• Using a docker image based on the ELISA provided docker file
  • Enhance the build time by using the yocto SSTATE 
  • Download QEMU based build images

Closing the loop to the motivation, the aforementioned entry points fulfill the demands of a collaborative project, where people of different interests come together to collaborate. It is possible to understand the system creation from scratch with an own build from source, or just trace a workload by using the pre-built QEMU images. The development flow is accelerated by providing docker images and cached build artifacts. As the outputs of different pipeline steps are available, debugging gets simplified as well (like checking a native build against a docker build or behavior of the own vs. generated QEMU image).

In summary, a comprehensive documentation (including this post) helps to tailor the pipeline and images to individual demands. Though, to have the best compatibility for exchange with others, the usage of a docker container is recommended. 

Docker container for better compatibility of CI and manual reproduction

Taking into account the large number of different host machines and Linux distributions that exist, from practical experience the ELISA CI is providing a docker file as a common base for development. The docker file is used to generate the docker image, which again is used to build the meta-elisa. By providing the docker file and docker image also to others, who want to create a local build on their machine, influence of the underlying Linux distribution is reduced. Documentation about the docker container creation and usage can be found in the wg-automotive github repository. To pull the docker container directly use:

docker pull

Some general remarks regarding container should be mentioned for competition:

  • There is still a (limited) dependency to the underlying OS outside the container, as the docker image uses for example the Linux kernel from the host system. However, side effects of missing environment setups, conflicting or overwriting packages are minimized by using the docker container.
  • Regarding build time and performance the impact of the container could be neglected. The duration and system load during the build with and without container usage was very similar.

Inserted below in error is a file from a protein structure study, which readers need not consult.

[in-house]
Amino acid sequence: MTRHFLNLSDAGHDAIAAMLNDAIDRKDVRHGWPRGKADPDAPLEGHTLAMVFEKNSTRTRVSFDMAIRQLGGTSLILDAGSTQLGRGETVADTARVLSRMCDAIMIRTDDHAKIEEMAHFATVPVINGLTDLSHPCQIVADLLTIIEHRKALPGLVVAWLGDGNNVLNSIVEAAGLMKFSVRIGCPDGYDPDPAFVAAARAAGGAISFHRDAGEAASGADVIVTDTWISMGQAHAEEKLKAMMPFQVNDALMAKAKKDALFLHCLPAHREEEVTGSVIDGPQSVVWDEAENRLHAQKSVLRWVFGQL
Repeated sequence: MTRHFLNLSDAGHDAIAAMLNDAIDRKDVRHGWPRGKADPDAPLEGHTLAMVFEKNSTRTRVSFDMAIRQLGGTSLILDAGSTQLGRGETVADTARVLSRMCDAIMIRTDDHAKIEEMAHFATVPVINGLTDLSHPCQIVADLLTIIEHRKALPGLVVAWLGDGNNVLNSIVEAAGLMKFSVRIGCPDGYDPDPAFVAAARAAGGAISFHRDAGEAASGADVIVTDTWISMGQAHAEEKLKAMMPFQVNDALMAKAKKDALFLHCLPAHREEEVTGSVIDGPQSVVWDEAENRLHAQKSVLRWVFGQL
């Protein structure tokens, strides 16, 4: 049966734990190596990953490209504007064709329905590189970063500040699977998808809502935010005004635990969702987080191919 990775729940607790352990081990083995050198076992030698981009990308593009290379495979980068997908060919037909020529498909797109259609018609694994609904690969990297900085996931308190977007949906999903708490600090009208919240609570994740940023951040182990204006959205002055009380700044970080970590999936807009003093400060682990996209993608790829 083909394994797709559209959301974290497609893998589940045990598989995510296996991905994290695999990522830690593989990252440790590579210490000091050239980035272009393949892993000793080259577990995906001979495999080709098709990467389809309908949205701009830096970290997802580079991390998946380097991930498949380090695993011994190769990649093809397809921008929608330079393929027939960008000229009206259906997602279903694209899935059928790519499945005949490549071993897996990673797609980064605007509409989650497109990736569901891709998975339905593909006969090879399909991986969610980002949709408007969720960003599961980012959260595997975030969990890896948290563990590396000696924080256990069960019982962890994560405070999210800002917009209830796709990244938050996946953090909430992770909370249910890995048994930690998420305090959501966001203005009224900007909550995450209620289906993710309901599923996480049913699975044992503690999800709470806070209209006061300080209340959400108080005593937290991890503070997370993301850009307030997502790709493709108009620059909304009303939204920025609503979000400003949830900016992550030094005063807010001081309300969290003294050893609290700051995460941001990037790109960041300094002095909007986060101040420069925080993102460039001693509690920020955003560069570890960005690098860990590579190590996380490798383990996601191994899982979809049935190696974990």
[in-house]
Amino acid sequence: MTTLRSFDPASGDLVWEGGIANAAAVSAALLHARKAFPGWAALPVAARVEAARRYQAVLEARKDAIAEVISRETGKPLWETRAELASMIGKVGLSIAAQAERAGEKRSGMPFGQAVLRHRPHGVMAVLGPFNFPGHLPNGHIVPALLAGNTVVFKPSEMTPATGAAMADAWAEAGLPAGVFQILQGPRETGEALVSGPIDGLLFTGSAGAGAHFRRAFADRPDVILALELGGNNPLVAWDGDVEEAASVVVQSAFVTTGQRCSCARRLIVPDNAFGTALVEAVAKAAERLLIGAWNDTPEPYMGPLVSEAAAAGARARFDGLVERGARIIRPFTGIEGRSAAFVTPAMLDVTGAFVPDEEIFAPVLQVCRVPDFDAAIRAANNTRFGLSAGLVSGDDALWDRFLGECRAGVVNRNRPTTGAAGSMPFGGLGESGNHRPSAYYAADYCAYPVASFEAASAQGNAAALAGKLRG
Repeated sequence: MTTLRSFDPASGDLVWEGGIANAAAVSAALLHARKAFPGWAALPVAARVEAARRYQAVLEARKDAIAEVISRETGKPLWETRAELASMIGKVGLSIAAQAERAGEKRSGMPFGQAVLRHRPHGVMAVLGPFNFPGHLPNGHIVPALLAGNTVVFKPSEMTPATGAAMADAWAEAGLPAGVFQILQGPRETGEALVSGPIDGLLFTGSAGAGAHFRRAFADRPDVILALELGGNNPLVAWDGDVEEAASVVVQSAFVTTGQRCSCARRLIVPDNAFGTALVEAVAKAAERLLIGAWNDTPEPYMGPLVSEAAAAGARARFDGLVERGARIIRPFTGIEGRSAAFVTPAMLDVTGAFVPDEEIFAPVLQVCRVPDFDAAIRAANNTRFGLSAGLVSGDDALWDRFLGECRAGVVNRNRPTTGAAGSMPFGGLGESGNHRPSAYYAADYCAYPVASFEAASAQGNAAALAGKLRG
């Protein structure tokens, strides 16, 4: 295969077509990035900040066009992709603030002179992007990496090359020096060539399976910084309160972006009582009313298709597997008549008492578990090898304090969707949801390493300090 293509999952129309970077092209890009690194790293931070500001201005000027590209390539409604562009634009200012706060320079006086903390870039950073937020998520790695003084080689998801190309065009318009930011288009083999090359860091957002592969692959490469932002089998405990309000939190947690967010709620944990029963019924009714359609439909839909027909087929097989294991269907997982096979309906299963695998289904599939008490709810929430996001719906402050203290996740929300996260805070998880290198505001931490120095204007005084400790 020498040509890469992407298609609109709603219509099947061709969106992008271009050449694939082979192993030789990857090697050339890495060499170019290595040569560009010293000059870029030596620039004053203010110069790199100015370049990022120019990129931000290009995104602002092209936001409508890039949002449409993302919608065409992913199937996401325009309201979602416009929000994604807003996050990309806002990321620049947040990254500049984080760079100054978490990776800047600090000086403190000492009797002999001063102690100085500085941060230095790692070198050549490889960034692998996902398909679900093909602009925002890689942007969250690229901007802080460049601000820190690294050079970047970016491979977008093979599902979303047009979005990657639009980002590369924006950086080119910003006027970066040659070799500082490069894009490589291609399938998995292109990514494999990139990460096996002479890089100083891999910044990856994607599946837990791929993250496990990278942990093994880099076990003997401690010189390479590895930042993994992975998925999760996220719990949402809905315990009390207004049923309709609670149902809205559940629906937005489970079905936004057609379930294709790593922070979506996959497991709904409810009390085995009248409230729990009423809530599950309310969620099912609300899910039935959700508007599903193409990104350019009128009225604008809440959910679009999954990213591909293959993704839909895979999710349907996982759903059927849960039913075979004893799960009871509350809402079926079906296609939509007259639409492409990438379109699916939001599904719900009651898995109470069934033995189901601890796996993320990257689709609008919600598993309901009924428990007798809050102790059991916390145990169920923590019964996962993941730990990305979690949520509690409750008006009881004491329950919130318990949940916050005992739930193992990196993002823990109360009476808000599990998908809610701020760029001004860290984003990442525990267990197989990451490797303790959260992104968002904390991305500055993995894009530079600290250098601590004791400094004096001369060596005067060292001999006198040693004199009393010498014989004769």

The docker file will be kept up to date to reflect demands as per meta-elisa or dependency from yocto or AGL updates. This makes sure to always have the latest features and improvements also for the planned next steps reflected for better reproduction of results. 

Outlook and next steps

As an evolution of the use case, activities have been started to enable a reference image of an example architecture including Xen and Zephyr on real automotive hardware. Any result from the automotive as well as other working groups within ELISA should feed into the example architecture tailorable to specific use case demands.

Additionally having a proper software bill of material (SBOM) generation will also enhance the quality of the reproducible demo. It will support upcoming regulations which require an understanding of the content of your software product. As AGL also works on the reproducible build to generate binary compatibility of builds this may be an additional enhancement considered as future activity.


  • By setting up the CI with QEMU image deployment to the openQA testing it is possible to quickly track changes and validate code changes for proper appliance along the chain from source to deployment. 
  • Active contributors in ELISA have the chance to check their own commits or pull requests by using a standardized GitHub development flow and start the CI by a two line change in the pipeline reference to the meta-elisa fork and branch commit.
  • The different entry points and precompiled build results enable interested people to decide to build an image from scratch, use a docker container to reduce environment setup steps and reduce build time to a fraction by taking cached build artifacts from the server. 
  • By provisioning the final QEMU build image, it is even possible to access and boot the generated image without the need of performing an own build.

As all pipeline elements from documentation to later qa testing are dependent on each other and are coupled to an integrated flow. A high degree of dependability and reproduction is achieved with this solution. With a future enhancement of SBOM generation and utilization of reproducible builds project, the system dependability will further be increased. The automated execution supports that aligned development flows are kept and regressions can be tackled before they occur. Best entry points for reproduction of the results are the meta-elisa and wg-automotive docker container documentation in GitHub.